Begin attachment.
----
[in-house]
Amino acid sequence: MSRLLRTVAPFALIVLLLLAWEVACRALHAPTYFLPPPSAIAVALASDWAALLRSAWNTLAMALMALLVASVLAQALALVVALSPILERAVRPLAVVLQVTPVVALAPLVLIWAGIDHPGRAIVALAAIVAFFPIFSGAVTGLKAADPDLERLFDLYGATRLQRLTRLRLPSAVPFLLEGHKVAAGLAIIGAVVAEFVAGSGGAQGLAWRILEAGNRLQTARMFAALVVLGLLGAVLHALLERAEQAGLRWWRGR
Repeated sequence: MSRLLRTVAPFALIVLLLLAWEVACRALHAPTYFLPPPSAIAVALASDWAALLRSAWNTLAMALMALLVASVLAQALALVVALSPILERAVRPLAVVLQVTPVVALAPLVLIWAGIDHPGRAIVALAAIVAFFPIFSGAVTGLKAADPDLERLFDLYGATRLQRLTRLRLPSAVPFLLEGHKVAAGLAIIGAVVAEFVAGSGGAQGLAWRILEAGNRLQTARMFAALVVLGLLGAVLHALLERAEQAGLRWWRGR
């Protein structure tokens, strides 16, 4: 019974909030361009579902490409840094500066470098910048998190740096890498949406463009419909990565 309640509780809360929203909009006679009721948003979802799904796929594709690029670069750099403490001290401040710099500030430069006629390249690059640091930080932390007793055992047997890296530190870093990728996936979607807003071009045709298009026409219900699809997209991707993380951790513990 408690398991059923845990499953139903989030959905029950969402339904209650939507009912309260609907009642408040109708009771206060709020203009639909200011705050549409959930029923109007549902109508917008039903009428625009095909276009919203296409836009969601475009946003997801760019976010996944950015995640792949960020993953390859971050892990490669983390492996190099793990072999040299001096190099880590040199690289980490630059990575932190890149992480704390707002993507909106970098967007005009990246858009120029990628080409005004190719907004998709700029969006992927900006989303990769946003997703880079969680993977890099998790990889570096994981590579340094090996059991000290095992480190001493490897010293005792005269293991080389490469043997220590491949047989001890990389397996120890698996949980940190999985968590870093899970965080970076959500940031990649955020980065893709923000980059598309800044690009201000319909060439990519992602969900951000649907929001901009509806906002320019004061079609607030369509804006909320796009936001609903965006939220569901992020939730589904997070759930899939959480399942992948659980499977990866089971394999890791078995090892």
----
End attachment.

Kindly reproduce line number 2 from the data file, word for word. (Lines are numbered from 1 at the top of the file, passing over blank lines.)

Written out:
Amino acid sequence: MSRLLRTVAPFALIVLLLLAWEVACRALHAPTYFLPPPSAIAVALASDWAALLRSAWNTLAMALMALLVASVLAQALALVVALSPILERAVRPLAVVLQVTPVVALAPLVLIWAGIDHPGRAIVALAAIVAFFPIFSGAVTGLKAADPDLERLFDLYGATRLQRLTRLRLPSAVPFLLEGHKVAAGLAIIGAVVAEFVAGSGGAQGLAWRILEAGNRLQTARMFAALVVLGLLGAVLHALLERAEQAGLRWWRGR